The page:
"You called for me, sir?" I peaked into the office room shyly.
"Ah, yes, Dr. Harley's girl, am I right?" Dr. Dreyfus stood up from his creaky chair. I glanced around the cluttered office before letting myself move into view a bit more. I nodded at his assumption.
"How would you like to do something very important for me?" He said. I mentally rolled my eyes at his tone. He said it like he was asking a dog if it wanted to play fetch.
"What do you need?" I tried to keep my voice from wavering.
"Will you do it?" He avoided my question. My worry was growing even larger than it had when my mother had told me Dreyfus wanted to see me. I forced myself to nod, afraid of what would happen if I said no.
"Wonderful. The generators aren't going to last much longer. I need you to travel up to the old dam and get it working. The energy would set us up for years." He clapped his hands together and started dusting them off before turning away from me. I held in a gasp. No one has been up at that dam for the past decade. I knew I couldn't get out if it, I would probably get yelled at, even if I could force up the courage to speak up.
"Leave as soon as you can. First light tomorrow would be phenomenal." He handed me a sheaf of papers. "There's what you should know about your assignment." He shooed me away. I gave another stiff nod and slid away from the doorway, chewing my bottom lip. I made my way through town, hopping rooftops and fire escapes to avoid the crowds below. When I got to my building, I climbed the fire escape one floor down and pulled open the apartment window.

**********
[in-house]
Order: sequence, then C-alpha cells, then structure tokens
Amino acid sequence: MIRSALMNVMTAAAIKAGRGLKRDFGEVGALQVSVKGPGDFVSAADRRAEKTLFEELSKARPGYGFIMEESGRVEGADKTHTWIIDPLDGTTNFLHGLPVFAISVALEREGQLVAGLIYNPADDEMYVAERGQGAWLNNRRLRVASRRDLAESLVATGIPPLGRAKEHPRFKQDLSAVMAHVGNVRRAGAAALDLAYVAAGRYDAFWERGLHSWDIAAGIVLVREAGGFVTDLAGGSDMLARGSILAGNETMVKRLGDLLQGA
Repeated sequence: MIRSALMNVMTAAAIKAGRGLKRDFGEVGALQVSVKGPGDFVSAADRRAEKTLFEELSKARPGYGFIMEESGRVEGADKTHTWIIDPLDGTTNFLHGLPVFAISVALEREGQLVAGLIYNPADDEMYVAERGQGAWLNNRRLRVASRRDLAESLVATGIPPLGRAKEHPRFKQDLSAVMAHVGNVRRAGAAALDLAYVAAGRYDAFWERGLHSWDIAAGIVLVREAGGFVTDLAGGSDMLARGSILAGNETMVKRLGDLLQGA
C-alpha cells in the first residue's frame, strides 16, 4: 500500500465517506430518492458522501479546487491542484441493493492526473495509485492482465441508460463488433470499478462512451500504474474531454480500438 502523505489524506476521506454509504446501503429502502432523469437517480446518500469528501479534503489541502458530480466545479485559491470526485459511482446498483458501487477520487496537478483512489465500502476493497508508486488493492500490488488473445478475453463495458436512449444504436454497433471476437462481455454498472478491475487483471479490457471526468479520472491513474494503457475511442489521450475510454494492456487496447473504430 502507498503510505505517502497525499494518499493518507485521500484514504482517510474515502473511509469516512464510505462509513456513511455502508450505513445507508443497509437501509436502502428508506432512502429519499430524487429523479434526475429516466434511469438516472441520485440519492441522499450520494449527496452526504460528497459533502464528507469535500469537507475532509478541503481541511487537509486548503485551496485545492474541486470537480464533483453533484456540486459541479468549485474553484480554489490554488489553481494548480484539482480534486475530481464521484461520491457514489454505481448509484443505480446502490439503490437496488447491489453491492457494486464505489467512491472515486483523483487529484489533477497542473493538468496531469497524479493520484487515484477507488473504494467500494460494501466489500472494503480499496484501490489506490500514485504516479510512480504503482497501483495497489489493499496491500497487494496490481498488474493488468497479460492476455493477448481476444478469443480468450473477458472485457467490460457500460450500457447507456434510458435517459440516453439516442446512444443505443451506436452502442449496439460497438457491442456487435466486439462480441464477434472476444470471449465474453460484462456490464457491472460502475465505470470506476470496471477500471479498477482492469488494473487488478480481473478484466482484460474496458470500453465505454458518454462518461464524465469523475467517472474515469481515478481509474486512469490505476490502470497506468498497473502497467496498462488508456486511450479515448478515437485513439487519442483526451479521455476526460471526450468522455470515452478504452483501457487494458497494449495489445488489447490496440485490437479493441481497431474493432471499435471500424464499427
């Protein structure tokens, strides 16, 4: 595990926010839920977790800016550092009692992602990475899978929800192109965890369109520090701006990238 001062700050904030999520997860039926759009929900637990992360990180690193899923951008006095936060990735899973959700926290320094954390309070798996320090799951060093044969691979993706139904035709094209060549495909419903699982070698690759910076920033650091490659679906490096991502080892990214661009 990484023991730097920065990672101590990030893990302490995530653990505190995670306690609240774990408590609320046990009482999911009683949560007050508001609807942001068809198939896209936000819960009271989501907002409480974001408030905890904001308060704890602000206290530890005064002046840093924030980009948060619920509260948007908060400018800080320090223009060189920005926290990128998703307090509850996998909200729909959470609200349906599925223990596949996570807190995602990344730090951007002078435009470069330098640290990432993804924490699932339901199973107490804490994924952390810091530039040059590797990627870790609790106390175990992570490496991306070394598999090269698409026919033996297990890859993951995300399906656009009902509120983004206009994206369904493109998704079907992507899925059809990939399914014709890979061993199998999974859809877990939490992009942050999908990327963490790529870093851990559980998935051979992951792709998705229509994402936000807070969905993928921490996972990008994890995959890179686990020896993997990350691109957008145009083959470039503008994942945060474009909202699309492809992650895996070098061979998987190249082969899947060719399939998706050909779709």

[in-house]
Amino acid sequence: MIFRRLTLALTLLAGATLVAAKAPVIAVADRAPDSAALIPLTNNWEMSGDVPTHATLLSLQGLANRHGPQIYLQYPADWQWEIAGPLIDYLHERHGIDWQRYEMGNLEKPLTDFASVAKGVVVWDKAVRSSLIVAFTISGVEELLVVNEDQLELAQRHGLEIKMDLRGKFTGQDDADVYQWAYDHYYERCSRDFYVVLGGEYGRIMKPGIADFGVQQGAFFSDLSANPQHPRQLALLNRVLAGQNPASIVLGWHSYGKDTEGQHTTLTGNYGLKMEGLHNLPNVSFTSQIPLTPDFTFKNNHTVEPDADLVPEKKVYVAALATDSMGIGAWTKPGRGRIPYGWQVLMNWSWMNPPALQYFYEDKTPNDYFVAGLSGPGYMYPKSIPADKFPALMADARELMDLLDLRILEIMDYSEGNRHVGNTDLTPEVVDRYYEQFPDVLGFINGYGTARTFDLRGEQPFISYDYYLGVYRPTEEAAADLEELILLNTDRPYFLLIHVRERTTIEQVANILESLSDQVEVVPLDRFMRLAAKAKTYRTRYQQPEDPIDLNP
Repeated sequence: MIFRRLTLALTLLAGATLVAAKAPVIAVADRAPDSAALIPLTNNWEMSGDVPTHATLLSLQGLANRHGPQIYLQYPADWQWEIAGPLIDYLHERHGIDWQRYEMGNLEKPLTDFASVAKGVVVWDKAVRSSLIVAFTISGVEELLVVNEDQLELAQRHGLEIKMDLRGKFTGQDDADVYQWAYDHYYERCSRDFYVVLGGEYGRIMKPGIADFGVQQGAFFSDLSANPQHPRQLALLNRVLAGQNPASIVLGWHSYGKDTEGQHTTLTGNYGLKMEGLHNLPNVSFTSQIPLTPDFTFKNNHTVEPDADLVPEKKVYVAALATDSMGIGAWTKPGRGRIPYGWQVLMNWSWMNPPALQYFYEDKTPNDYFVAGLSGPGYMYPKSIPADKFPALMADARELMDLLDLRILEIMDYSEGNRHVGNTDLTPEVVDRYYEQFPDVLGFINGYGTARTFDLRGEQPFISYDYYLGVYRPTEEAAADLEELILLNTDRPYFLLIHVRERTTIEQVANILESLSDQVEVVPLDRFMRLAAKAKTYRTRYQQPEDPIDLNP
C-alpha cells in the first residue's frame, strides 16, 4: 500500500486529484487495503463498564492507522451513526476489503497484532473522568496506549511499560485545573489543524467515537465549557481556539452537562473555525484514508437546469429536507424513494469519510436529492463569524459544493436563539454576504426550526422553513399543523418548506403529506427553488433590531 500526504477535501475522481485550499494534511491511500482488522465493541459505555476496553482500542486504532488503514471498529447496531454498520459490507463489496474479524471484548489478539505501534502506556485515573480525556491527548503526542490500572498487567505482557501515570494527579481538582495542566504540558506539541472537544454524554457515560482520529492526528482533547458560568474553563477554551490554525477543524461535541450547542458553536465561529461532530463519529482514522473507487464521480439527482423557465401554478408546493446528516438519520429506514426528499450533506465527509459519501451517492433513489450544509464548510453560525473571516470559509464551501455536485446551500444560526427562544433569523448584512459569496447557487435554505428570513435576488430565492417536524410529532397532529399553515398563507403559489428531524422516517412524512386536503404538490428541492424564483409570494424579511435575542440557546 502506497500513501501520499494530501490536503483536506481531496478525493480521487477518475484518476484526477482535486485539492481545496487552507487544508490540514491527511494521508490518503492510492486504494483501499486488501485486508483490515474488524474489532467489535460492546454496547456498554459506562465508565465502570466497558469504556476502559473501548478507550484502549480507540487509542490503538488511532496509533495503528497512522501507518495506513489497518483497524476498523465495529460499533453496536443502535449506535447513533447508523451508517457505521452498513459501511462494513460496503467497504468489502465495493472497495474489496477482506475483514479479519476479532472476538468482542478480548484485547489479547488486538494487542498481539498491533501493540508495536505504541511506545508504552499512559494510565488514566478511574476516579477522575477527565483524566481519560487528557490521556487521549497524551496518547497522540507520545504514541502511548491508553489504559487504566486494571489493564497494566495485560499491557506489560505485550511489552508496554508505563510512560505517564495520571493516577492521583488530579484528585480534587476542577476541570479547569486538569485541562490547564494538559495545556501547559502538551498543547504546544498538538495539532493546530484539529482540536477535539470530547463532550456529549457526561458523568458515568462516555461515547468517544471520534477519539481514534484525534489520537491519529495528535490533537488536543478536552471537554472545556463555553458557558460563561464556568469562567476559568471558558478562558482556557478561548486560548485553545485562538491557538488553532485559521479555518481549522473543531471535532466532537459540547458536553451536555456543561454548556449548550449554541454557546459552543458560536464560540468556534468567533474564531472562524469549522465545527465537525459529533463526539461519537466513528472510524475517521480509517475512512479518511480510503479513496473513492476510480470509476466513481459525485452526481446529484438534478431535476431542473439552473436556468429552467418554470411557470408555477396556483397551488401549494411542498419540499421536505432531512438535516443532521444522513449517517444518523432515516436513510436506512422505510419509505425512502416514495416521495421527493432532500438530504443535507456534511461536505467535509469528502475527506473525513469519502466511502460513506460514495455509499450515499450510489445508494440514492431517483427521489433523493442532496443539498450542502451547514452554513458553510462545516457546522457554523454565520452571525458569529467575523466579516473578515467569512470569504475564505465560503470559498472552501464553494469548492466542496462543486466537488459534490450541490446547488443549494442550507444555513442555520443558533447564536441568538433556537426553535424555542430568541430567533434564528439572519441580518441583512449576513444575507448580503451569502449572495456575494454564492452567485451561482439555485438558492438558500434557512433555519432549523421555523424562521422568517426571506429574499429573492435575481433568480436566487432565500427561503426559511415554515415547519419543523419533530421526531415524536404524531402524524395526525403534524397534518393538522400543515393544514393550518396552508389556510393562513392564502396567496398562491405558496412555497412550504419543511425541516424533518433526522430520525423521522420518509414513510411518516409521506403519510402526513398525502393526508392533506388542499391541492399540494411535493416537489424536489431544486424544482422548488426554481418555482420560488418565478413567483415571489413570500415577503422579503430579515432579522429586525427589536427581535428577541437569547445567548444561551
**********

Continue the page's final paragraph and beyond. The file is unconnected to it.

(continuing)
"Rain." I looked up at my mother's voice. She was standing at the threshold of my bedroom. "What did Dreyfus want?" She wrung her hands over her heavily pregnant stomach worriedly.
"Mom, you shouldn't be on your feet." I walked over to her, pulling her out into the small living room and to the patchy couch. She yanked her hand out of mine and turned me to face her before I could urge her to sit. She placed her hands on my shoulders and looked me in the eye.
"What did he want?"
I sighed. "He wants me to go to the dam in the mountains and fix the workings. The generators are gonna go out soon."
"What's going on?" We both turned at the new voice. I seen my older brother, Dax, watching us. I repeated myself, signing at the same time.
"No." He said and signed. "There is no way I'm letting you go there alone. No one has been there since the Ape Rebellion, it's not safe."
I was flattered by my brother's concern, but I brushed it off. "I'm going, Dax. We're all going to be in the dark if I don't." I argued.
"You think they can't find someone else to do this? Rain, no." He gave me a sharp look. It used to be off-putting back when I wasn't used to the intensity level his eyes have been able to get to ever since he went deaf.
I was pretty proud of my big brother. He lost his hearing when he was sixteen and was able to keep his speech and learn how to sign fairly fast. I guess you have to when it becomes your only way of communication. I just wish at least some of the people here at "Group Golden Gate" as Dax liked to refer to us as, would take the time to at least learn a few basic signs, and not rely on his lip reading or my interpretation. 'Yes, no, help, thank you' would that be so hard to learn?
"Dax, I'll be fine." I said and signed. "There's nothing you can say to change my mind." I turned to my mother. "You either."
Mom sighed, and nodded slowly. "I know, I know. But you're not going alone. Dax, you're going with her." She signed.
He gave an irritated sigh. "Fine." He turned away, presumably to go pack.
"Sit down, Mom. I'm going to go pack." I said, giving her a hug. She held me close before plopping down on the couch with her book.
I walked back into my room and closed the window I'd entered through. I grabbed a backpack and put three sets of clothes in, three water bottles, and my camera, along with a handful of extra memory cartridges. (I hit the mother load when I found a discarded box full of them, taped and sealed, unopened.) I liked to take pictures of everything, because you never know when something's going to change for good.